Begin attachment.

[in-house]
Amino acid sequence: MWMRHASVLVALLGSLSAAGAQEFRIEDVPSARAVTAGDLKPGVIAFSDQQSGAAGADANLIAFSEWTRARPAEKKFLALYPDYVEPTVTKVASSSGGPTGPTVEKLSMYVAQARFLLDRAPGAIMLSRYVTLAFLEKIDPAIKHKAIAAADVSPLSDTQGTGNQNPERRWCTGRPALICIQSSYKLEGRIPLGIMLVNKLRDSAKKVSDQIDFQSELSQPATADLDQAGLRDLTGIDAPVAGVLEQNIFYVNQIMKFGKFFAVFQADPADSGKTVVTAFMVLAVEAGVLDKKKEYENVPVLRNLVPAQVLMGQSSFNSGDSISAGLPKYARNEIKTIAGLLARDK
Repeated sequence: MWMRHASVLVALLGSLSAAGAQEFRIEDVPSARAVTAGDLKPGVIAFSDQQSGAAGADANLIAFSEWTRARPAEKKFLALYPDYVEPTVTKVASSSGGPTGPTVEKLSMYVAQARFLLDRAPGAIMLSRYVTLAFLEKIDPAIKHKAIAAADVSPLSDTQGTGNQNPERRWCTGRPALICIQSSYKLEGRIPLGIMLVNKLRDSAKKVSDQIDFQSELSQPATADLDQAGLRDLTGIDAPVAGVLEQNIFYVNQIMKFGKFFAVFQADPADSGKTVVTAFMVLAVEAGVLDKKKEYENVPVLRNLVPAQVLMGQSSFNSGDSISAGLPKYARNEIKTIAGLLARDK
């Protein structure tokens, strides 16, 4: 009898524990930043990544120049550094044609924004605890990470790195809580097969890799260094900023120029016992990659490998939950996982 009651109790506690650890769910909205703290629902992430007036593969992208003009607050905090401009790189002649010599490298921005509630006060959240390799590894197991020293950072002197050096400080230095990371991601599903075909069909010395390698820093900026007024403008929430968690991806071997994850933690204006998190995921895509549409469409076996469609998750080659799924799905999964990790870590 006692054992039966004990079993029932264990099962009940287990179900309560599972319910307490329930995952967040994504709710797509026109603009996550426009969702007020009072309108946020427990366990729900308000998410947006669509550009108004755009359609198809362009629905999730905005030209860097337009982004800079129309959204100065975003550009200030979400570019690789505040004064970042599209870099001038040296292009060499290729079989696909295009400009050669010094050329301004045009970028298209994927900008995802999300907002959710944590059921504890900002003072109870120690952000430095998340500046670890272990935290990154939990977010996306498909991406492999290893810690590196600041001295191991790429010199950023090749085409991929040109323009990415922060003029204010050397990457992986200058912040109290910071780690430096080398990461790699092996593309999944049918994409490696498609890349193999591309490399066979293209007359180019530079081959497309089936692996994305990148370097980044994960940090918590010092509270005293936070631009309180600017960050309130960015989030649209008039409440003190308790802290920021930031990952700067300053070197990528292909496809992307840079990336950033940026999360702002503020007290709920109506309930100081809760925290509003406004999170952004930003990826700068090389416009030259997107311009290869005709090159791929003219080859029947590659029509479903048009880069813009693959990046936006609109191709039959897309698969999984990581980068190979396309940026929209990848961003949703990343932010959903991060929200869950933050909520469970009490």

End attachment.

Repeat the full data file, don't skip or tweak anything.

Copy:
[in-house]
Amino acid sequence: MWMRHASVLVALLGSLSAAGAQEFRIEDVPSARAVTAGDLKPGVIAFSDQQSGAAGADANLIAFSEWTRARPAEKKFLALYPDYVEPTVTKVASSSGGPTGPTVEKLSMYVAQARFLLDRAPGAIMLSRYVTLAFLEKIDPAIKHKAIAAADVSPLSDTQGTGNQNPERRWCTGRPALICIQSSYKLEGRIPLGIMLVNKLRDSAKKVSDQIDFQSELSQPATADLDQAGLRDLTGIDAPVAGVLEQNIFYVNQIMKFGKFFAVFQADPADSGKTVVTAFMVLAVEAGVLDKKKEYENVPVLRNLVPAQVLMGQSSFNSGDSISAGLPKYARNEIKTIAGLLARDK
Repeated sequence: MWMRHASVLVALLGSLSAAGAQEFRIEDVPSARAVTAGDLKPGVIAFSDQQSGAAGADANLIAFSEWTRARPAEKKFLALYPDYVEPTVTKVASSSGGPTGPTVEKLSMYVAQARFLLDRAPGAIMLSRYVTLAFLEKIDPAIKHKAIAAADVSPLSDTQGTGNQNPERRWCTGRPALICIQSSYKLEGRIPLGIMLVNKLRDSAKKVSDQIDFQSELSQPATADLDQAGLRDLTGIDAPVAGVLEQNIFYVNQIMKFGKFFAVFQADPADSGKTVVTAFMVLAVEAGVLDKKKEYENVPVLRNLVPAQVLMGQSSFNSGDSISAGLPKYARNEIKTIAGLLARDK
């Protein structure tokens, strides 16, 4: 009898524990930043990544120049550094044609924004605890990470790195809580097969890799260094900023120029016992990659490998939950996982 009651109790506690650890769910909205703290629902992430007036593969992208003009607050905090401009790189002649010599490298921005509630006060959240390799590894197991020293950072002197050096400080230095990371991601599903075909069909010395390698820093900026007024403008929430968690991806071997994850933690204006998190995921895509549409469409076996469609998750080659799924799905999964990790870590 006692054992039966004990079993029932264990099962009940287990179900309560599972319910307490329930995952967040994504709710797509026109603009996550426009969702007020009072309108946020427990366990729900308000998410947006669509550009108004755009359609198809362009629905999730905005030209860097337009982004800079129309959204100065975003550009200030979400570019690789505040004064970042599209870099001038040296292009060499290729079989696909295009400009050669010094050329301004045009970028298209994927900008995802999300907002959710944590059921504890900002003072109870120690952000430095998340500046670890272990935290990154939990977010996306498909991406492999290893810690590196600041001295191991790429010199950023090749085409991929040109323009990415922060003029204010050397990457992986200058912040109290910071780690430096080398990461790699092996593309999944049918994409490696498609890349193999591309490399066979293209007359180019530079081959497309089936692996994305990148370097980044994960940090918590010092509270005293936070631009309180600017960050309130960015989030649209008039409440003190308790802290920021930031990952700067300053070197990528292909496809992307840079990336950033940026999360702002503020007290709920109506309930100081809760925290509003406004999170952004930003990826700068090389416009030259997107311009290869005709090159791929003219080859029947590659029509479903048009880069813009693959990046936006609109191709039959897309698969999984990581980068190979396309940026929209990848961003949703990343932010959903991060929200869950933050909520469970009490």